• Our birthright and necessity.
  • Give and receive trust.
  • Create a psychological safe workplace.
  • Being and feeling supported.
  • Experience empathy.
  • It creates a foundation for results.

Do we need to define Connection?

  • Connection is like breathing. We know/experience when the Connection is (not) in place.
  • Look at different angles of Connection.
  • It starts by connecting the Connection of yourself.
  • Then you connect with the others, team and organization, and the rest of the world.

Functions, teams and organizations – 2 lenses

  • You can always look through at two lenses:
    1. Functional – why the reason underneath is organizations themes and functions they exist to produce results. This is where you can start thinking and designing our strategy, vision, business model, performance systems, year plans, tasks, decisions, etc. The leader or employee, a coach or mentor, is a role you’re holding – which is the human doing part. It’s what you do to produce results.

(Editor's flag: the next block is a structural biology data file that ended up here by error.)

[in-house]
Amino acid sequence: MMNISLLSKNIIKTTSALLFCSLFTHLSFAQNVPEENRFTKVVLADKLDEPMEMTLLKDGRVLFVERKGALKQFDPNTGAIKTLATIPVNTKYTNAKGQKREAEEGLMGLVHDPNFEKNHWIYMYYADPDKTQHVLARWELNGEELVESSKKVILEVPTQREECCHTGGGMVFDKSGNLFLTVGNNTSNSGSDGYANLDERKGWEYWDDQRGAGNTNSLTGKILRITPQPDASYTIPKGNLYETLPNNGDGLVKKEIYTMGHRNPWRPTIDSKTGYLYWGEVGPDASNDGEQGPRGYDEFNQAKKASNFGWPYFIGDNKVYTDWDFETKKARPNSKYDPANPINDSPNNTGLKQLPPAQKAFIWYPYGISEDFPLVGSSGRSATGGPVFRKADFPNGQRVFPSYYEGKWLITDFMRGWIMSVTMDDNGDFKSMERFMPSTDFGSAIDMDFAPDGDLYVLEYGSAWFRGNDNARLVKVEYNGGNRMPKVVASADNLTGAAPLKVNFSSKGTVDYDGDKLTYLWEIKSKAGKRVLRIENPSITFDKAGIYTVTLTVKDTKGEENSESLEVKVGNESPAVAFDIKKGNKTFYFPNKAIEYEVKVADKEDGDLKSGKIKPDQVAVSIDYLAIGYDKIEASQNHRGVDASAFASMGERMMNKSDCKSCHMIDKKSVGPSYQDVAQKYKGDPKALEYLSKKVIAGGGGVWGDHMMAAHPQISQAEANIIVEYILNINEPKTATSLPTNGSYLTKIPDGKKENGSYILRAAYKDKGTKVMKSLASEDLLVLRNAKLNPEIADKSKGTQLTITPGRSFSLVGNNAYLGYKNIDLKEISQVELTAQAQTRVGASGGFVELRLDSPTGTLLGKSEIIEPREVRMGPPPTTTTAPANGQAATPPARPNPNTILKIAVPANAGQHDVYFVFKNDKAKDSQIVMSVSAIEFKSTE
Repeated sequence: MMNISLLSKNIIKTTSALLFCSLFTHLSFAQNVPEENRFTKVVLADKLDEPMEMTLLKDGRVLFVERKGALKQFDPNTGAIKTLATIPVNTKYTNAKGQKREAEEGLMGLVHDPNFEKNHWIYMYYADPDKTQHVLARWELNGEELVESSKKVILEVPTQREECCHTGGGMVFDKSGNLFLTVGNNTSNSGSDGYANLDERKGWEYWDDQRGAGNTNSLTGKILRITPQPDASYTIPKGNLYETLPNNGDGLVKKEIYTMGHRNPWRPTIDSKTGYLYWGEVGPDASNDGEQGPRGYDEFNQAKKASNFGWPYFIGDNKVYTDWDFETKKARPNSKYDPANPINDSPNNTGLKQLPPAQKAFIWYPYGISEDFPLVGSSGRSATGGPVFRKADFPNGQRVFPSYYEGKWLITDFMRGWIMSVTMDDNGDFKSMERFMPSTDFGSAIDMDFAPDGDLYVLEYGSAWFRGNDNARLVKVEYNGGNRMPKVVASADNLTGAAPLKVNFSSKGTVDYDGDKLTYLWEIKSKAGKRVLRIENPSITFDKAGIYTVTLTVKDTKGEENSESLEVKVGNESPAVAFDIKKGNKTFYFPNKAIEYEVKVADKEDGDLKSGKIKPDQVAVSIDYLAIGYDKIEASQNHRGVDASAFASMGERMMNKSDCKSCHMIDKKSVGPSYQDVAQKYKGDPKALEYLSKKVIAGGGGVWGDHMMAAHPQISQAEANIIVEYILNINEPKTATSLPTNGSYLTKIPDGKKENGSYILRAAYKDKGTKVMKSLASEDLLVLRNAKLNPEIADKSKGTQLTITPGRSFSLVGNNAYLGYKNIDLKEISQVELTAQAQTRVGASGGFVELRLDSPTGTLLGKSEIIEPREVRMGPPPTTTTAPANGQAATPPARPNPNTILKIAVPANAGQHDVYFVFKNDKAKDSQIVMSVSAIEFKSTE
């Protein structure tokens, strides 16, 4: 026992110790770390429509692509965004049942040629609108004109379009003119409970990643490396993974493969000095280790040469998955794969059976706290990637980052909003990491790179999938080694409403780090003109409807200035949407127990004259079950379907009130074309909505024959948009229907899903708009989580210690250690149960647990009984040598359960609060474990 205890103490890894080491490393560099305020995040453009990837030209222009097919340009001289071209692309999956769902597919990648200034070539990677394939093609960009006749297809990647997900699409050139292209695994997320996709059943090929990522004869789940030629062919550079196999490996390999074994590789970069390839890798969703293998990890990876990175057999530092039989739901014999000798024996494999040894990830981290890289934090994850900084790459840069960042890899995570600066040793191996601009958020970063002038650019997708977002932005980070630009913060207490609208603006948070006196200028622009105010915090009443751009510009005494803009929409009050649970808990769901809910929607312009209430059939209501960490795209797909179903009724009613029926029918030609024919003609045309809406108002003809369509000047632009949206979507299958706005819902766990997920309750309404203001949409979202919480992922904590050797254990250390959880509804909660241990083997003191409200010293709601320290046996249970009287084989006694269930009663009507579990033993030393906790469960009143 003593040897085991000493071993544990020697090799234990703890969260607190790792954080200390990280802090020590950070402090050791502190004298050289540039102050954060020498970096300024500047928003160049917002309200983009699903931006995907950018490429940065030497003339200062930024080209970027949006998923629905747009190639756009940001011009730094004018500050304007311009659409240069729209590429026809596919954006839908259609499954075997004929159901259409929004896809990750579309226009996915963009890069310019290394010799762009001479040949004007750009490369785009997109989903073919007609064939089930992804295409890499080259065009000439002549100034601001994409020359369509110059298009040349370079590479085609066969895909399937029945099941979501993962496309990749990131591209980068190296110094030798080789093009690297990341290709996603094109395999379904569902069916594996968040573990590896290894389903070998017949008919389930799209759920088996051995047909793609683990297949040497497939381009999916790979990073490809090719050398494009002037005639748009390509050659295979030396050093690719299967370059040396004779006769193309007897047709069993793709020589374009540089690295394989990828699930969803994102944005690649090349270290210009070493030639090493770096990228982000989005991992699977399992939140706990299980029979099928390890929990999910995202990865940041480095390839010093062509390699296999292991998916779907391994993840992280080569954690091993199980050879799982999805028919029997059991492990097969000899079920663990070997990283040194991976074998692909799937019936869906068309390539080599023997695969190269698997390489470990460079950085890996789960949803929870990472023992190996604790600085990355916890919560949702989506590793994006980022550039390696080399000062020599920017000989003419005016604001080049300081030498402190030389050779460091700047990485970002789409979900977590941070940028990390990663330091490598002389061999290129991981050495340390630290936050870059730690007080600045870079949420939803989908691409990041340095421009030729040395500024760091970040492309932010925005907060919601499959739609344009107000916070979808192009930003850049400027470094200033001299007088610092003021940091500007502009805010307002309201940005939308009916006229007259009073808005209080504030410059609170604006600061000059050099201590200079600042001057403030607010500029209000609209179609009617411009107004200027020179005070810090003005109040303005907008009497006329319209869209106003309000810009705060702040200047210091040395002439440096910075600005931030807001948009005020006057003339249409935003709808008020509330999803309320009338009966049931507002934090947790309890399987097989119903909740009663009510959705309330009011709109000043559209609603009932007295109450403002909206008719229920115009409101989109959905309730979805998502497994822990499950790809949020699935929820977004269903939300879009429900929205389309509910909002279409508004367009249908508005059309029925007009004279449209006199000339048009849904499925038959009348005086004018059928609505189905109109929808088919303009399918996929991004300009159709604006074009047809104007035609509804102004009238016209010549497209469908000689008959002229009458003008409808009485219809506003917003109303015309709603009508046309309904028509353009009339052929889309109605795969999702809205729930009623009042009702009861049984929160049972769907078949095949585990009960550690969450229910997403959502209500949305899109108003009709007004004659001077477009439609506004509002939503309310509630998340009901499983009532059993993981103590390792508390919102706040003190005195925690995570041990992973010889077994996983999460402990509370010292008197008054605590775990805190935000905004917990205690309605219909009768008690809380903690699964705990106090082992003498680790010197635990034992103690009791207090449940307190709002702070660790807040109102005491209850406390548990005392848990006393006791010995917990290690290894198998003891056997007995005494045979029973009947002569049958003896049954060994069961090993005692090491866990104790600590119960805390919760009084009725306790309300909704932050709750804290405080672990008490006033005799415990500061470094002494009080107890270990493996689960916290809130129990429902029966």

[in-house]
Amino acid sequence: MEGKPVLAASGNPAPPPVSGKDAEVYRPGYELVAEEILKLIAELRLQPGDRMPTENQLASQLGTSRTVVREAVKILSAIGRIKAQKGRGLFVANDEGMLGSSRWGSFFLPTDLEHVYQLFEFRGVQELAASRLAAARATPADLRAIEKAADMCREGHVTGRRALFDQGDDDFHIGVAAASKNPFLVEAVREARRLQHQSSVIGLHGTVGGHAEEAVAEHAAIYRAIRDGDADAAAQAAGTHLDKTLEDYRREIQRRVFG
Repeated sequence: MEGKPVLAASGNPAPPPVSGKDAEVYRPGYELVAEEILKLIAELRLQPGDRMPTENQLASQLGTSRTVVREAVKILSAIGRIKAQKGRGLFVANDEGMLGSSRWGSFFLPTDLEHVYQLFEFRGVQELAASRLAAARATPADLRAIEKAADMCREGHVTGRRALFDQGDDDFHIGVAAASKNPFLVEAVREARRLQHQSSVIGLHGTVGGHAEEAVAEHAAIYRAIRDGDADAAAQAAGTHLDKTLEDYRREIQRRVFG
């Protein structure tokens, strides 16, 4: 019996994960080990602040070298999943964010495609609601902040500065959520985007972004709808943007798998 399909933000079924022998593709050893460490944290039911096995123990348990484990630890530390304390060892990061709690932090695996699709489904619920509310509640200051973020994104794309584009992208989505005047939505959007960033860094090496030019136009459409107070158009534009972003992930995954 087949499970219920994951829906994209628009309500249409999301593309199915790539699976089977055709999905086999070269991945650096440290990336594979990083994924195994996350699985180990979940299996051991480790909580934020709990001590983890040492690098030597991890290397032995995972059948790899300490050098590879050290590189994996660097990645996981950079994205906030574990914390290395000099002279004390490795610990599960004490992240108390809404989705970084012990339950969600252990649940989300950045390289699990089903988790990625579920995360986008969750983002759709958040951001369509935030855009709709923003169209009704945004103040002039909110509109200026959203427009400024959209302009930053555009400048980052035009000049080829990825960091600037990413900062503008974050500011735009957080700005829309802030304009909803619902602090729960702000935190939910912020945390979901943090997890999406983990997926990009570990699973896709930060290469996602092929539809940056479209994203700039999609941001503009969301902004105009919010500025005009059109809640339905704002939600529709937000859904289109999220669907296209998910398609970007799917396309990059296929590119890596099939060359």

2. Relational – Organizations, teams, and functions are assets. When you bring in people, there are also interpersonal and emotional elements involved.
  • It’s not only IQ. It’s also EQ that matters.
  • It’s not only doing. It’s also the being.
  • This is about trust, respect, psychological safety, diversity, inclusiveness, etc.
  • The leader or employee, coach, mentor, or whoever you are, you’re a person.
  • You can see yourself from a functional and relational angle.

If you want to develop the Connection Quotient, you should look at all the elements from different angles.

Connection with Yourself